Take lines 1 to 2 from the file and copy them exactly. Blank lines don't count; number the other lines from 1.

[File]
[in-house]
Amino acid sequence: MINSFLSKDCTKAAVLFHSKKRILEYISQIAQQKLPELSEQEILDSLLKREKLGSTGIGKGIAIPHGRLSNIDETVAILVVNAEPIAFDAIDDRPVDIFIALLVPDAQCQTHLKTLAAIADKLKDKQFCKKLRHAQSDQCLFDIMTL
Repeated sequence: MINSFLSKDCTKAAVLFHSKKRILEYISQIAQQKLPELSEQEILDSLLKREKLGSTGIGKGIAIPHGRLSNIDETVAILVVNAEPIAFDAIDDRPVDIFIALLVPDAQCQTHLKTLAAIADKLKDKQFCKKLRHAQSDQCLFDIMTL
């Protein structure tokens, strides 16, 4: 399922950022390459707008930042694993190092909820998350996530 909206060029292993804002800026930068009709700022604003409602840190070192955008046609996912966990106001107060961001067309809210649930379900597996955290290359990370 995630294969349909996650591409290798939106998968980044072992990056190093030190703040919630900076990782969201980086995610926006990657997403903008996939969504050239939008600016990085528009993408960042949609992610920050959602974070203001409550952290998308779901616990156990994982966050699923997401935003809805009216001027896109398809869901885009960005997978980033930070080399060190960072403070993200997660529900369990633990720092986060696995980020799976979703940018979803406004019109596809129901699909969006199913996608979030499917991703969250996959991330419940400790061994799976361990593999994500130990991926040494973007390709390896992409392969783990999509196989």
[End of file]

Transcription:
[in-house]
Amino acid sequence: MINSFLSKDCTKAAVLFHSKKRILEYISQIAQQKLPELSEQEILDSLLKREKLGSTGIGKGIAIPHGRLSNIDETVAILVVNAEPIAFDAIDDRPVDIFIALLVPDAQCQTHLKTLAAIADKLKDKQFCKKLRHAQSDQCLFDIMTL